The informal 180-day clock was stopped last month after the companies provided new economic info to the FCC—pausing the clock is not an unusual move in merger reviews and is usually the case when the FCC is getting supplemental information.
The blowback came from Protect America's Wireless, a group promoting national security in response to foreign infiltration of U.S. networks.
It has tied the merger to the issue of the murder of Washington Post columnist Jamal Khashoggi because UK-based SoftBank Capital will have 27% of the combined company and Saudi Arabia has invested billions in SoftBank's tech-focused Vision Fund.
On Tuesday, after a CIA briefing with legislators on Khashoggi's killing and Saudi Arabia's role, Sen. Lindsey Graham (R-S.C.) said in response to the Trump Administration's assertion that there was not a smoking gun, that perhaps not, but there was a "smoking saw," a reference to the tool used to dismember Khashoggi after he was killed.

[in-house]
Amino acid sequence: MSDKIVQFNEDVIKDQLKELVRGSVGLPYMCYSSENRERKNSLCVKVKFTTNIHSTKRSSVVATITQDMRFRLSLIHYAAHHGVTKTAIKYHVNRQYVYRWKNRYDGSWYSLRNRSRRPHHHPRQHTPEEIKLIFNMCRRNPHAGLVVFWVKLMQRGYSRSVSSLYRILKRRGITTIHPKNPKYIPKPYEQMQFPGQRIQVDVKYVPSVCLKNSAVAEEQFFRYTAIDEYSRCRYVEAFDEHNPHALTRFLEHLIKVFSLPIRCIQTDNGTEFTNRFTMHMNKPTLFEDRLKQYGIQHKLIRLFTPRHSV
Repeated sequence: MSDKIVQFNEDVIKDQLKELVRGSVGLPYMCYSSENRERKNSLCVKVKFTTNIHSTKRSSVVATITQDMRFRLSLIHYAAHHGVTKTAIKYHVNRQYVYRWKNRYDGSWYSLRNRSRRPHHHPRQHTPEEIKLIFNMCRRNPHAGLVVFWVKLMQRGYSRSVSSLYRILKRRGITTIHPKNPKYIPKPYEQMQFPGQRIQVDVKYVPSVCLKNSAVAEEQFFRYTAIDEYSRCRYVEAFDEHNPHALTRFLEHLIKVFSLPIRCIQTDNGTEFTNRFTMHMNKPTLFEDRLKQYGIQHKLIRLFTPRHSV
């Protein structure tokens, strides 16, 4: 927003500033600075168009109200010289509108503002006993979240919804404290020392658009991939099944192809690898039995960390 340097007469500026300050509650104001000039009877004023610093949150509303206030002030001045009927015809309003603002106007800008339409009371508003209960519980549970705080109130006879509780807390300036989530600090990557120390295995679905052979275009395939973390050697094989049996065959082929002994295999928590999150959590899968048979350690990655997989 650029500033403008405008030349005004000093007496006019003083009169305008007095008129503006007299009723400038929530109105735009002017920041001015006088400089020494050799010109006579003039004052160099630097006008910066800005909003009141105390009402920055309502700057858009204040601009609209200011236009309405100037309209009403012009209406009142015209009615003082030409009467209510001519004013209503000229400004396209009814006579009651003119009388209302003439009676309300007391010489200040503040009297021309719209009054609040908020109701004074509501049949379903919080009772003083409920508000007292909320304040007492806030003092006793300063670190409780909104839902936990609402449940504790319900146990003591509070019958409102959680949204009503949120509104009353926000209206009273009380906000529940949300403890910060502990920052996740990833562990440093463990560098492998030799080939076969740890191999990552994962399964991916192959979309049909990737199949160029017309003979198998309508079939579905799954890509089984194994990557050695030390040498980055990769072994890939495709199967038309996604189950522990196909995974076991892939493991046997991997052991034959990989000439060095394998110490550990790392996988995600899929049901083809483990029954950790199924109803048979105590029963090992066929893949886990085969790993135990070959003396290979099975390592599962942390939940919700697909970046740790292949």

"If Sprint CEO, Michel Combes, and SoftBank CEO Masayoshi Son do not condemn this murder and refuse to take Saudi investment then they are willfully blind to the human rights atrocities of the Kingdom and more interested in profits than national security," said Protect America's Wireless.
"Without verifiable proof that SoftBank has kicked MBS to the curb, for the sake of the nation’s security, the merger must not be allowed to continue," the group said.
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Contributing editor John Eggerton has been an editor and/or writer on media regulation, legislation and policy for over four decades, including covering the FCC, FTC, Congress, the major media trade associations, and the federal courts. In addition to Multichannel News and Broadcasting + Cable, his work has appeared in Radio World, TV Technology, TV Fax, This Week in Consumer Electronics, Variety and the Encyclopedia Britannica.